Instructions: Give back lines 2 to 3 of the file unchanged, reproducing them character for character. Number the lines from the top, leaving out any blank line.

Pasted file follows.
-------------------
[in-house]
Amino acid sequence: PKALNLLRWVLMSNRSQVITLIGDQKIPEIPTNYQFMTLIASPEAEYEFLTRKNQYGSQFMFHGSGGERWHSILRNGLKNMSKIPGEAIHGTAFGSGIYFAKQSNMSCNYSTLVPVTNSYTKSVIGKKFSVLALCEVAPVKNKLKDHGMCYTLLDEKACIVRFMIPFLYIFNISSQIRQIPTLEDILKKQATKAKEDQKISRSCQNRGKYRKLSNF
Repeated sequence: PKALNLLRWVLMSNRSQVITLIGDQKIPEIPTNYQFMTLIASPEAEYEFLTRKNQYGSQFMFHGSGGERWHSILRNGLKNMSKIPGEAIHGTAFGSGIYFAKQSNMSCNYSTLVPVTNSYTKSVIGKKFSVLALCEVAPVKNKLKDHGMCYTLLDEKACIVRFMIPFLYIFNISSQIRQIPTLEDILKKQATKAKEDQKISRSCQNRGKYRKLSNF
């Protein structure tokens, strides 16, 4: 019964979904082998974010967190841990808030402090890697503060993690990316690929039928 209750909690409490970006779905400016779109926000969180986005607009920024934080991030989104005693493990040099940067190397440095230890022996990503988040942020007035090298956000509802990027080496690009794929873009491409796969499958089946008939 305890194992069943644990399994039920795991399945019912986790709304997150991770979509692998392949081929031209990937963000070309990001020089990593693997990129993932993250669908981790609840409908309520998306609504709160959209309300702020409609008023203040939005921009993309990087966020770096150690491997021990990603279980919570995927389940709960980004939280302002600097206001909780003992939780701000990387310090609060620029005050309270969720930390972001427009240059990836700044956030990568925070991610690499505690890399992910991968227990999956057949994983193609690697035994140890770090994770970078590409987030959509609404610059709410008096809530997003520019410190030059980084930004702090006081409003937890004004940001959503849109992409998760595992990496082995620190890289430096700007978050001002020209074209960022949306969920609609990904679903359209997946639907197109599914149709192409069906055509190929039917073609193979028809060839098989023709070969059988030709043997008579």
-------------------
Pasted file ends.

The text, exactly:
Amino acid sequence: PKALNLLRWVLMSNRSQVITLIGDQKIPEIPTNYQFMTLIASPEAEYEFLTRKNQYGSQFMFHGSGGERWHSILRNGLKNMSKIPGEAIHGTAFGSGIYFAKQSNMSCNYSTLVPVTNSYTKSVIGKKFSVLALCEVAPVKNKLKDHGMCYTLLDEKACIVRFMIPFLYIFNISSQIRQIPTLEDILKKQATKAKEDQKISRSCQNRGKYRKLSNF
Repeated sequence: PKALNLLRWVLMSNRSQVITLIGDQKIPEIPTNYQFMTLIASPEAEYEFLTRKNQYGSQFMFHGSGGERWHSILRNGLKNMSKIPGEAIHGTAFGSGIYFAKQSNMSCNYSTLVPVTNSYTKSVIGKKFSVLALCEVAPVKNKLKDHGMCYTLLDEKACIVRFMIPFLYIFNISSQIRQIPTLEDILKKQATKAKEDQKISRSCQNRGKYRKLSNF